As research teams across the globe race to develop the first practical quantum computers, scientists and engineers are working together to understand the challenges and ultimate limits to quantum computing.
One such potential limit, environmental radiation, was discussed recently as quantum computing experts from across the Pacific Northwest gathered in late February at Washington State University (WSU) in Pullman, Washington. The Quantum Computing, Sensing, and Simulation with Cold Atoms workshop was sponsored by the Northwest Quantum Nexus—a coalition of research and industrial organizations in the Pacific Northwest and neighboring regions with the goal of advancing quantum information sciences research and developing a trained workforce.
PNNL physicist Brent VanDevender presented PNNL’s work to evaluate the effect of environmental radiation on superconducting qubits. The research team, including scientists from PNNL and the Massachusetts Institute of Technology, is conducting carefully controlled experiments to determine the limits placed on qubit stability by typical background radiation found in the environment.
“Reducing and mitigating the impact of ionizing radiation will be critical for realizing fault-tolerant superconducting quantum computers,” said VanDevender, speaking to an audience that included experts from universities across the United States and Canada.
“In the longer term, quantum computers may need to be located underground, where cosmic radiation is reduced,” he added.
Building a quantum economy
The goal of the workshop, which was co-sponsored by the WSU Office of Research and the WSU Department of Physics and Astronomy, was to discuss advances in controlling and manipulating atoms for quantum information science and quantum technologies.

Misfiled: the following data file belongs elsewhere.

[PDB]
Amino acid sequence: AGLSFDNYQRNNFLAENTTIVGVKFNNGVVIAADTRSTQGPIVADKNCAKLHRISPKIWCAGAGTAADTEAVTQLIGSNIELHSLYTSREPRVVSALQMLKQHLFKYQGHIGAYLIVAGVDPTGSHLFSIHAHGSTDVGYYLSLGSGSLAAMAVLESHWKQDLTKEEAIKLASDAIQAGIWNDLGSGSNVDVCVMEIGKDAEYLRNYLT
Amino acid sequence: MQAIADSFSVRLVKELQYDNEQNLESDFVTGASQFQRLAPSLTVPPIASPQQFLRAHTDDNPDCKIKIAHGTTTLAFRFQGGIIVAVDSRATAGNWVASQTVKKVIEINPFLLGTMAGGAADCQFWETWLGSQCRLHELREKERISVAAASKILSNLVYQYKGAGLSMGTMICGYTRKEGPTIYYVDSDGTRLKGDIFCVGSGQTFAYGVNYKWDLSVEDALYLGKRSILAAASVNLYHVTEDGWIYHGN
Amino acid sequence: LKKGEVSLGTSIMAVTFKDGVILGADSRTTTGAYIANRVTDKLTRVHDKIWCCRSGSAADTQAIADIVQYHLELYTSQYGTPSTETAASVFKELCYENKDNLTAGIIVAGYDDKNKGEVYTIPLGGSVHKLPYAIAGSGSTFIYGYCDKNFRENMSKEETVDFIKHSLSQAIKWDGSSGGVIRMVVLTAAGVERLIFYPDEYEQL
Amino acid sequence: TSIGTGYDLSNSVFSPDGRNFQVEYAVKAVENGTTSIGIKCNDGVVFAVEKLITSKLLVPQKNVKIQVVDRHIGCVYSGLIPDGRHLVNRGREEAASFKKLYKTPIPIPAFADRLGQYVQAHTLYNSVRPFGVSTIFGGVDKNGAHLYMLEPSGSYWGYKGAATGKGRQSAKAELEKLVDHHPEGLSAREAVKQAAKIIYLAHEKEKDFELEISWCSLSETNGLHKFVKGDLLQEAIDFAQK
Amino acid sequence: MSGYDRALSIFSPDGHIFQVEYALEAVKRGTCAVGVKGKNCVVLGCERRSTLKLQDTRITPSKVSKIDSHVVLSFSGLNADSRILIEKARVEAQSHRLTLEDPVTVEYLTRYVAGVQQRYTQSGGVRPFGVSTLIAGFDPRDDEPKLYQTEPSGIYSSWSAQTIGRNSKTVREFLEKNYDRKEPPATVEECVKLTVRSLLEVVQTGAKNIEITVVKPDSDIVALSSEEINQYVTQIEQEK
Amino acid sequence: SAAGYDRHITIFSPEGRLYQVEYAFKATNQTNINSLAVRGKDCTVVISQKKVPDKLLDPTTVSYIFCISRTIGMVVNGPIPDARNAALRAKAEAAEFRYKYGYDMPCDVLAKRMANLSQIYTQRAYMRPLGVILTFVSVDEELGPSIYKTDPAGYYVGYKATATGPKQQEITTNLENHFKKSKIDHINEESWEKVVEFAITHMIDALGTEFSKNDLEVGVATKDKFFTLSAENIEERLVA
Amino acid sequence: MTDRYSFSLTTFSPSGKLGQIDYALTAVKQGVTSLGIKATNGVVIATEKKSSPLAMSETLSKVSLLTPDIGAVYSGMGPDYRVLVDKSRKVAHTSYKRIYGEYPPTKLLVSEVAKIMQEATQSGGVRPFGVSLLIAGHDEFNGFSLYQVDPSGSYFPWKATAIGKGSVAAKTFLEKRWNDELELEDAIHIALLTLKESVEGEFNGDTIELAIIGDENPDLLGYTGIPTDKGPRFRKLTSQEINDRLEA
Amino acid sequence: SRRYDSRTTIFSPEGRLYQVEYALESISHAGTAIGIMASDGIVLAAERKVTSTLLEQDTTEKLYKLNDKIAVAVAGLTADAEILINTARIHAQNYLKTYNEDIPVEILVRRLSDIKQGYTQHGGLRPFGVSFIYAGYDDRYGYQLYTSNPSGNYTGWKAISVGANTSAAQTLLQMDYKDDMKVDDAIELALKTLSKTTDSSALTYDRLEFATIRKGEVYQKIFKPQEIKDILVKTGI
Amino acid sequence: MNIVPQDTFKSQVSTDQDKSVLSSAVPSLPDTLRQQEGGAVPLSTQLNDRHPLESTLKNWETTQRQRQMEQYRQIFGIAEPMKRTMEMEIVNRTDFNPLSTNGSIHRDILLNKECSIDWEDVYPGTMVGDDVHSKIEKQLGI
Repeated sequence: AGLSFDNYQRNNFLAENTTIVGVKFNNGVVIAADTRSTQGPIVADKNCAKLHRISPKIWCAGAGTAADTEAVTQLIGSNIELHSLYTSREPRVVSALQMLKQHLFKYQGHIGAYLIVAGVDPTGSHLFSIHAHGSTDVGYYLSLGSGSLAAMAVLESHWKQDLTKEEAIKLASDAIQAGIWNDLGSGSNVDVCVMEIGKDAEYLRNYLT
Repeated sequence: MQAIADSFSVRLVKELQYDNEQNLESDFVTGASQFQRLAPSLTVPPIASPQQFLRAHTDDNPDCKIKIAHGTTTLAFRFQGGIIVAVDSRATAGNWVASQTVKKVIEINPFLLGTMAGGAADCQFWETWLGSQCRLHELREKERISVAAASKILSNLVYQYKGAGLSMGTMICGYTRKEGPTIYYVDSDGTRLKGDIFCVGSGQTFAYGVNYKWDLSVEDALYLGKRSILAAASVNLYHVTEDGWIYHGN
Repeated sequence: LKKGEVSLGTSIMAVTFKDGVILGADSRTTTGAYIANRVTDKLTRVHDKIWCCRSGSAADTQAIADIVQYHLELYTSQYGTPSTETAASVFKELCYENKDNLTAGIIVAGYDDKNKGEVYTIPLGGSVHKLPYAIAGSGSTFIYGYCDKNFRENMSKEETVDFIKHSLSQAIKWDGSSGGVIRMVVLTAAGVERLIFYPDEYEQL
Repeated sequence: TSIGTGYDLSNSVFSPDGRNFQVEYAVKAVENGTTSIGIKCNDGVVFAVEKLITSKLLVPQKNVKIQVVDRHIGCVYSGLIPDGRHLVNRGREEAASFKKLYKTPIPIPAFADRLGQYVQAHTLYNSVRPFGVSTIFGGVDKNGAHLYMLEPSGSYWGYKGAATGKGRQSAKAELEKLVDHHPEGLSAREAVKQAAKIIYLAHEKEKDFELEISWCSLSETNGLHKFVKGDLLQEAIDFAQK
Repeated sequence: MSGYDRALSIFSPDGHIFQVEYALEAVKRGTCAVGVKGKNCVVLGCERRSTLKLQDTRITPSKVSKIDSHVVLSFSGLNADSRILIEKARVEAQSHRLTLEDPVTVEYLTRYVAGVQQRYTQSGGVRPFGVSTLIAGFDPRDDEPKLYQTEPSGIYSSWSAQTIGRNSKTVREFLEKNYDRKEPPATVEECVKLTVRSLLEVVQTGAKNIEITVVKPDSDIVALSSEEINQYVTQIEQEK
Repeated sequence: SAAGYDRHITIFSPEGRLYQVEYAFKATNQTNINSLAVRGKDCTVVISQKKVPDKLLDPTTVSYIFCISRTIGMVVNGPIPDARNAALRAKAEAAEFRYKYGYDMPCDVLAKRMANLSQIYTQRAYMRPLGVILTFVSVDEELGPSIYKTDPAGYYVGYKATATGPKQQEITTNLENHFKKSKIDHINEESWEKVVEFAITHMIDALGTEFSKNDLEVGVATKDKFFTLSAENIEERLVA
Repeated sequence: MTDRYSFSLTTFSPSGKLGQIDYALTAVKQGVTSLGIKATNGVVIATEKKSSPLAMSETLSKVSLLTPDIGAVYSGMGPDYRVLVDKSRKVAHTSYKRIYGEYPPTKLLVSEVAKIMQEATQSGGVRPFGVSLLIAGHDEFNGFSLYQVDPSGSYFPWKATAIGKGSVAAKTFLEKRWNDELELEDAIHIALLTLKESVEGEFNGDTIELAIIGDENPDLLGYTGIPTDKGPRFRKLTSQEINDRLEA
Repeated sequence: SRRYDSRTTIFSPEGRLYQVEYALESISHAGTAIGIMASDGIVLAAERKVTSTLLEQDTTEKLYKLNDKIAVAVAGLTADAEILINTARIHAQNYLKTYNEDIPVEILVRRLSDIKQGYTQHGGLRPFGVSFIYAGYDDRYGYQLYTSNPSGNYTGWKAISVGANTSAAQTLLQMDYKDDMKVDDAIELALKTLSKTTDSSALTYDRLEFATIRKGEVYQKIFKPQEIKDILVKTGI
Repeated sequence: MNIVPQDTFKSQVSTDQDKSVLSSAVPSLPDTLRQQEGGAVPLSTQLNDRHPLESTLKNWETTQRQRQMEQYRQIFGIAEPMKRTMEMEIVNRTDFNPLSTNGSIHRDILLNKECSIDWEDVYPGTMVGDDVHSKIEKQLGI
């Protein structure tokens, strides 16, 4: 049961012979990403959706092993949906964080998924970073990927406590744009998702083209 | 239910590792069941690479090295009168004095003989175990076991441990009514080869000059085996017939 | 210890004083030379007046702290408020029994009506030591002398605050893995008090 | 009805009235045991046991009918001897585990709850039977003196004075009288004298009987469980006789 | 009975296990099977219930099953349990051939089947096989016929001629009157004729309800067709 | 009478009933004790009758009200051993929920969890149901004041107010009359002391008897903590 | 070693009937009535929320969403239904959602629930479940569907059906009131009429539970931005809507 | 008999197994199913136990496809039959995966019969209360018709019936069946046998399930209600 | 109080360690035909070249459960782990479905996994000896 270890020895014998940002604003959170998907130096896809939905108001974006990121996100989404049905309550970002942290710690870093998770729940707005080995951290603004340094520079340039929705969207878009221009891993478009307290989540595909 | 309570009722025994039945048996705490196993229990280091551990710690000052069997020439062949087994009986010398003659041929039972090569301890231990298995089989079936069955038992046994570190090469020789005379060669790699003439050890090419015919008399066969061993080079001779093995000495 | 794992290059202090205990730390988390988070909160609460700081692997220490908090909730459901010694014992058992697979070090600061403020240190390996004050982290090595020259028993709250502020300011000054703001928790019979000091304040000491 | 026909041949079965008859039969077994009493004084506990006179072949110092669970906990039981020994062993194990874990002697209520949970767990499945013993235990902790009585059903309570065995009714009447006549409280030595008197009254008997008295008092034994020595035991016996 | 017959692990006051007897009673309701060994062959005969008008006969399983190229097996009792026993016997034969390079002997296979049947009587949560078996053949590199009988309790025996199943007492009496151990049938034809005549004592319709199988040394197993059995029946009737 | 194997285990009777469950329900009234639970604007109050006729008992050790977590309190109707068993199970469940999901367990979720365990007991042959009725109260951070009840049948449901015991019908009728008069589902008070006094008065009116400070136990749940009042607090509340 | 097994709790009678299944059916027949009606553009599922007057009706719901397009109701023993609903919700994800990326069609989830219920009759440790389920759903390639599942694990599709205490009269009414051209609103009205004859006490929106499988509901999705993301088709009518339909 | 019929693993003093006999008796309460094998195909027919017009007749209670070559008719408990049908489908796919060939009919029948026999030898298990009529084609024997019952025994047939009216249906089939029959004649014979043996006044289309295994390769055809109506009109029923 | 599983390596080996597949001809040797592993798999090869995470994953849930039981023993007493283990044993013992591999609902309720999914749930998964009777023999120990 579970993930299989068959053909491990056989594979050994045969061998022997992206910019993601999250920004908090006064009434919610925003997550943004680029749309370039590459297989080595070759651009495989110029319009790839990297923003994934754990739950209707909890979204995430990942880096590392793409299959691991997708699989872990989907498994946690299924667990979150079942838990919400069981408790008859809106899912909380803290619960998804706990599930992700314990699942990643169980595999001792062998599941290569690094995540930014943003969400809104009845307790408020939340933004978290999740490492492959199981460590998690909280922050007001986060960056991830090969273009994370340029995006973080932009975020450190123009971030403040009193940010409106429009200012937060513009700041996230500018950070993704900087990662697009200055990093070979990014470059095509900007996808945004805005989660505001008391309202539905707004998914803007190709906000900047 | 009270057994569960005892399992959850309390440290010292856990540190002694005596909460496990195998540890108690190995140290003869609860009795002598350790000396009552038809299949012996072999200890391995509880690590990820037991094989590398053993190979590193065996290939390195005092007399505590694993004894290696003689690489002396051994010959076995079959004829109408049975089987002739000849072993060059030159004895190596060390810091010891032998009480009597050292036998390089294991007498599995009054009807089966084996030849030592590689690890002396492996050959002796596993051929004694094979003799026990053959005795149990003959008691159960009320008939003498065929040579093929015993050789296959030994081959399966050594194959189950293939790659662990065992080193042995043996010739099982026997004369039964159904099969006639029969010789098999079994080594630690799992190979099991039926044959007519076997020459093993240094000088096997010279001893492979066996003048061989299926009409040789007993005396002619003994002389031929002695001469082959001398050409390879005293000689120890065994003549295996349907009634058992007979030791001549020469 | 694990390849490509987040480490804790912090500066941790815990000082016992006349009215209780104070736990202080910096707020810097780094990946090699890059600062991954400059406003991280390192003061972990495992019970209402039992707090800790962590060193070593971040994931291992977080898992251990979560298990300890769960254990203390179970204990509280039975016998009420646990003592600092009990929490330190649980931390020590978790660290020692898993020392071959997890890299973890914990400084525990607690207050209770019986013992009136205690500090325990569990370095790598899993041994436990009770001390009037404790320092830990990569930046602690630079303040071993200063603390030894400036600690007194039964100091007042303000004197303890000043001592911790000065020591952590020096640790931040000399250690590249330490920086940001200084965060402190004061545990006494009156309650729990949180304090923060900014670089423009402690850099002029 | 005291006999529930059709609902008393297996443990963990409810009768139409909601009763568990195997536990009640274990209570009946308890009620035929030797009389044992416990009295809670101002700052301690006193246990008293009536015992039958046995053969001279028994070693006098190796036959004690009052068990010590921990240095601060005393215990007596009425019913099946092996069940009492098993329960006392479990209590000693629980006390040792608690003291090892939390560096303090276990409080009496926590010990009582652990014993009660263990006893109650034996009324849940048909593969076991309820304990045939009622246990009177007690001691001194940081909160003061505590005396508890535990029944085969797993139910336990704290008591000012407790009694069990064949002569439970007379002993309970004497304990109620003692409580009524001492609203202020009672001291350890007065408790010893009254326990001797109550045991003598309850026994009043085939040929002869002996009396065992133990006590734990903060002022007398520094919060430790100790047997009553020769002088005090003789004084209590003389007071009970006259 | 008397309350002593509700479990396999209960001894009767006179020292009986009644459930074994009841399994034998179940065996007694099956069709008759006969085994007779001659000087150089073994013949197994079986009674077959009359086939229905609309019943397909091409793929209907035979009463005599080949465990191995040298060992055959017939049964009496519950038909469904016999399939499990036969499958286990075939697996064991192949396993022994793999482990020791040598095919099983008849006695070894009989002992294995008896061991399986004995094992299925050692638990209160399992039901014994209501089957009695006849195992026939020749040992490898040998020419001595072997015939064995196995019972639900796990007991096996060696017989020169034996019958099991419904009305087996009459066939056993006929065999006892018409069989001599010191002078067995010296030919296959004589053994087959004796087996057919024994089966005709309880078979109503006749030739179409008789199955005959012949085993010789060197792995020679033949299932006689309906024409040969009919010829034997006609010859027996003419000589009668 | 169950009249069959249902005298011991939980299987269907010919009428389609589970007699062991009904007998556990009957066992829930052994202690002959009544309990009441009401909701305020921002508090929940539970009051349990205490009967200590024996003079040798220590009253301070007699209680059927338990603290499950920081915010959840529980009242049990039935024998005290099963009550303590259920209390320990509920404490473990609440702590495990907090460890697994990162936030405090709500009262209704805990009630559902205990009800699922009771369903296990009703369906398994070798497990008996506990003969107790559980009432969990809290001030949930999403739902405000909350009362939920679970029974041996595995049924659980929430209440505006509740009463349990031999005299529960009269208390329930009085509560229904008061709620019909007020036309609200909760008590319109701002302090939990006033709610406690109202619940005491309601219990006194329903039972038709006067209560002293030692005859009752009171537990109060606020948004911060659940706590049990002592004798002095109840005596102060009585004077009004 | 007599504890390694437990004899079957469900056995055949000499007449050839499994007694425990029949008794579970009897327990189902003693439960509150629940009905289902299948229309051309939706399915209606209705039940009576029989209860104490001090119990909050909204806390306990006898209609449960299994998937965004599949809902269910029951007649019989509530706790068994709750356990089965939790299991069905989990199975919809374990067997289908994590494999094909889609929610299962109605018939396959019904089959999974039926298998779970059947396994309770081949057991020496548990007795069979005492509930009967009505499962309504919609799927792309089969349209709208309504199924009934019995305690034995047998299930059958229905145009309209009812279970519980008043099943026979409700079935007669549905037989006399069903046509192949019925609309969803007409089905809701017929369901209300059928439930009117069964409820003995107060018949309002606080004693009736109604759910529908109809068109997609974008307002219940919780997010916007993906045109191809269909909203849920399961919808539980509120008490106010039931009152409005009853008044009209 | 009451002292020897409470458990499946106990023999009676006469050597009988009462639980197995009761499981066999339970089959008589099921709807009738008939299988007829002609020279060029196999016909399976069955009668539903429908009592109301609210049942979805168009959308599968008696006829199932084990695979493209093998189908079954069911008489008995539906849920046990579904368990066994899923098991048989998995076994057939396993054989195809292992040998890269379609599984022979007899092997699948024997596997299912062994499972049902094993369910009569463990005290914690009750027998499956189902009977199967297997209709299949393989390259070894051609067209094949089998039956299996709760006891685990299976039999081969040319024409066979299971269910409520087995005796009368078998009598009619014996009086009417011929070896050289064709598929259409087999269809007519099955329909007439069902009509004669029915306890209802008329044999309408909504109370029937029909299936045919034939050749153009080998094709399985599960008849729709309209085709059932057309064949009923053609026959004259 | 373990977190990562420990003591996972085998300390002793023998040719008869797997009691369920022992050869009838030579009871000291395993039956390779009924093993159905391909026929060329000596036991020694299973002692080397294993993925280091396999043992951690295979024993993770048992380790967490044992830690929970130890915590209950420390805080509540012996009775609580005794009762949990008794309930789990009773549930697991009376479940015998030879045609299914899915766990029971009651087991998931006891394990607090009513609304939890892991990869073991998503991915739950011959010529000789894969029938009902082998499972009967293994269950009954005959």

Computational scientist Nathan Baker, who leads PNNL’s quantum science and technology initiative, was invited to speak about the burgeoning quantum industry in the Pacific Northwest. He spoke on the potential to build a quantum economy in the tech-rich region that includes Microsoft, Intel, Amazon, and other global computing leaders.
“At this moment, a transformational technology is being built based on a growing understanding of behavior in quantum systems,” said Baker to an audience that included about thirty graduate students training in quantum physics and other allied fields. “At PNNL, we are advancing quantum information sciences through our established expertise in quantum chemistry, materials, and algorithm development. We offer the opportunity to gain experience through joint research studies and internship experiences for students. Bring your ideas and expertise. You will help construct the hardware and algorithms that shift our computing paradigm beyond digital to quantum.”
Other speakers included Deep Gupta, of the University of Washington, who spoke on the topic of ultracold atoms and molecules research, and Yong Chen, of Purdue University, who leads an interdisciplinary research group working on quantum matter and devices involving materials, such as topological insulators and cold atoms and their applications in electronics, sensors, energy, and quantum information.